With his diplomatic intervention in Syria and his much-discussed article in the New York Times last month, Russian President Vladimir Putin has reaffirmed his reputation as a shrewd interlocutor on the world stage and a discerning analyst of global sentiment. He has inspired a wave of commentary about Russian resurgence reminiscent of 2007, when Time magazine named Putin person of the year for putting “his country back on the map.” Unless Russia can improve its demographic outlook and retain its competitiveness in global energy markets, however, occasional maneuvers on Putin’s part will be unlikely to translate into an enduring Russian renaissance.
In 2000, when Putin first assumed the presidency, Russia’s population was 146.3 million; last year, it was 143.5 million. The United Nations recently estimated (.pdf) that it will decline to 107 million by 2100. Russia’s population did increase in 2012 for the first time since 1991, a fact that led some to hope that the country will be able to stave off demographic decline. It is unclear, however, how much of that increase comes from births of ethnic Russians. “Anecdotal evidence,” notes Walter Russell Mead, “suggests strongly that the ethnic Russians are still dying out and that they are having many fewer children proportionately than the many non-Russian nationalities on the territory of the Federation.” There is also a broader question of integration: How will Russia assimilate its rapidly growing Muslim population—estimated to be about a seventh of the country’s total—and respond to the surge of Chinese migrant workers in its sparsely populated Far East?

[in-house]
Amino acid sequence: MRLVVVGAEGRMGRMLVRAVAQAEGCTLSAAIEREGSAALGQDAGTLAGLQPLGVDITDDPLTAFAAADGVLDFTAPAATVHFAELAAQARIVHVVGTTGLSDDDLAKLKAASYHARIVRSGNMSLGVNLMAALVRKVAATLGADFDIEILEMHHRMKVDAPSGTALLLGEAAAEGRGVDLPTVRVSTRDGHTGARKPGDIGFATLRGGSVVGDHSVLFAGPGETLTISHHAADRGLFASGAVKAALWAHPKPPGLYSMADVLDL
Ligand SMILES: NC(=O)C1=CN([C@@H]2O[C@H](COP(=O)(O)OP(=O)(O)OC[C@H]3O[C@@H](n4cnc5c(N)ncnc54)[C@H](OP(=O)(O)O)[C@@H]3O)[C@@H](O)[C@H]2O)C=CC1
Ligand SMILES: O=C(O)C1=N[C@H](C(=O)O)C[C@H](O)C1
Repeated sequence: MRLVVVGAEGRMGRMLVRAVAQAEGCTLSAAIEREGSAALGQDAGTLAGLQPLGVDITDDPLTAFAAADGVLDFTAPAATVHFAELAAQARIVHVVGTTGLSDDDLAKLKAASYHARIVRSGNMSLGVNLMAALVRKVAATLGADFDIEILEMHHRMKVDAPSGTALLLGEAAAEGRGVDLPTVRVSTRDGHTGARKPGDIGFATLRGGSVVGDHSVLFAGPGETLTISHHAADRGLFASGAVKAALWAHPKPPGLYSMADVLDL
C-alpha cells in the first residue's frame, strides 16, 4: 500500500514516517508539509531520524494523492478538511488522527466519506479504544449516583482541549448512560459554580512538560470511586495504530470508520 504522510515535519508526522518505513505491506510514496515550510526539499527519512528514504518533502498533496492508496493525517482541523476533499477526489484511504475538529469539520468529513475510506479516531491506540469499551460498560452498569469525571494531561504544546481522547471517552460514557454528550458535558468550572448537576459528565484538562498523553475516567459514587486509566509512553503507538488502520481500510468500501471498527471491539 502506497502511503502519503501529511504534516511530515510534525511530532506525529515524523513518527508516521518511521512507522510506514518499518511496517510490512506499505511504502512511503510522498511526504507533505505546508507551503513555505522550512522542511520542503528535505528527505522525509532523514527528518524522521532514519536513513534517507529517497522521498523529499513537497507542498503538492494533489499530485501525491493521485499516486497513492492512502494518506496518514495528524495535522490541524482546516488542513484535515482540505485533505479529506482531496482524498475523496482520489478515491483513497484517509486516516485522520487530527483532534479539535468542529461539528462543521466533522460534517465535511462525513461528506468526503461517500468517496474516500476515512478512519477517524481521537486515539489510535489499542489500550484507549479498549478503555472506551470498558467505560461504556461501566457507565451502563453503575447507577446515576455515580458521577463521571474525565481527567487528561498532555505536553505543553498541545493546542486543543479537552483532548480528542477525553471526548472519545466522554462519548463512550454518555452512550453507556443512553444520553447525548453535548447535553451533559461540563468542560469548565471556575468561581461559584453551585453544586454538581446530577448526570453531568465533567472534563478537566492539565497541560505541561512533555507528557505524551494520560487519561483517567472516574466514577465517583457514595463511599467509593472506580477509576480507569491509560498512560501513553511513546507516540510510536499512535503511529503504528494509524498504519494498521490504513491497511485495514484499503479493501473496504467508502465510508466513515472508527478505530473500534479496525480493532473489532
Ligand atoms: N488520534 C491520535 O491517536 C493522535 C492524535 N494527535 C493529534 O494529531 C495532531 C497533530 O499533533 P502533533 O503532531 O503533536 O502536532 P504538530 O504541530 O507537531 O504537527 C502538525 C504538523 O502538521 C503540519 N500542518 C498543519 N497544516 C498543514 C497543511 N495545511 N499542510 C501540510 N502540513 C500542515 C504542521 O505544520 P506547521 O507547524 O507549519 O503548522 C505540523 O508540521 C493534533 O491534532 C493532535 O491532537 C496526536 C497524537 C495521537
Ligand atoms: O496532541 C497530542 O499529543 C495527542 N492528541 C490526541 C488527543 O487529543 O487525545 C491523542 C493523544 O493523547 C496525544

Meanwhile, the energy bonanza underway in North America, and especially the United States, is challenging the influence that Russia can wield in global energy markets. Some analysis of that phenomenon has admittedly been exaggerated, even breathless at times. It strains credulity to imagine that the U.S., the world’s second-largest energy consumer, will ever achieve complete energy independence, let alone in as little time as a decade or two. And while energy dependence is a fundamental reason for America’s entanglements in the Middle East, it is not the only one. The uprisings in the Arab world, the chaos in Syria, the prospect of nuclear proliferation and the reconstitution of various al-Qaida affiliates, among other phenomena, will require continued U.S. engagement in the region. Even so, the Economist rightly argues that the U.S.-led shale-gas boom “is shaking Russian state capitalism to its foundations.” Putin himself said last April that the shale boom could “redefine the hydrocarbons market in a big way. Russian energy companies have to be ready right now to meet this challenge.”